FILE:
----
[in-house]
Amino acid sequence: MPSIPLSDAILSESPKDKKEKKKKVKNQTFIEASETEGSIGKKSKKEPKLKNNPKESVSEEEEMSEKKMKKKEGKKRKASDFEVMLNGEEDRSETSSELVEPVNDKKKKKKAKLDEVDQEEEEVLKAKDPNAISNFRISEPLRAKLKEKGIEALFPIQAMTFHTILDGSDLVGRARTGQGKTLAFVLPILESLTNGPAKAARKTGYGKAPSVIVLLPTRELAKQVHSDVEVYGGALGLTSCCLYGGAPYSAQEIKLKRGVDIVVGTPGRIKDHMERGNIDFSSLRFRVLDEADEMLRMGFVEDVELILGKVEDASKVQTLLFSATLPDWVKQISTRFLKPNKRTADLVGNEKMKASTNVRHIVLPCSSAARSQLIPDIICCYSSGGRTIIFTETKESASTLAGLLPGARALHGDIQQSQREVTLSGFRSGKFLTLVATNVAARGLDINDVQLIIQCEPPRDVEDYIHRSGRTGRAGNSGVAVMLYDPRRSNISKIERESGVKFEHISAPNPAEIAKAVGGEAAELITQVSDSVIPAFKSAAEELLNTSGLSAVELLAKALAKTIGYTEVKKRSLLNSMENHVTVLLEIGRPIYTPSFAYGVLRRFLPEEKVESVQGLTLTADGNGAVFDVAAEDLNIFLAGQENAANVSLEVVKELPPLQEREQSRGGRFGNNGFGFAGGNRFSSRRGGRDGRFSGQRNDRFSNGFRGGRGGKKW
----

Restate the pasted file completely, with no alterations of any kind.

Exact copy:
[in-house]
Amino acid sequence: MPSIPLSDAILSESPKDKKEKKKKVKNQTFIEASETEGSIGKKSKKEPKLKNNPKESVSEEEEMSEKKMKKKEGKKRKASDFEVMLNGEEDRSETSSELVEPVNDKKKKKKAKLDEVDQEEEEVLKAKDPNAISNFRISEPLRAKLKEKGIEALFPIQAMTFHTILDGSDLVGRARTGQGKTLAFVLPILESLTNGPAKAARKTGYGKAPSVIVLLPTRELAKQVHSDVEVYGGALGLTSCCLYGGAPYSAQEIKLKRGVDIVVGTPGRIKDHMERGNIDFSSLRFRVLDEADEMLRMGFVEDVELILGKVEDASKVQTLLFSATLPDWVKQISTRFLKPNKRTADLVGNEKMKASTNVRHIVLPCSSAARSQLIPDIICCYSSGGRTIIFTETKESASTLAGLLPGARALHGDIQQSQREVTLSGFRSGKFLTLVATNVAARGLDINDVQLIIQCEPPRDVEDYIHRSGRTGRAGNSGVAVMLYDPRRSNISKIERESGVKFEHISAPNPAEIAKAVGGEAAELITQVSDSVIPAFKSAAEELLNTSGLSAVELLAKALAKTIGYTEVKKRSLLNSMENHVTVLLEIGRPIYTPSFAYGVLRRFLPEEKVESVQGLTLTADGNGAVFDVAAEDLNIFLAGQENAANVSLEVVKELPPLQEREQSRGGRFGNNGFGFAGGNRFSSRRGGRDGRFSGQRNDRFSNGFRGGRGGKKW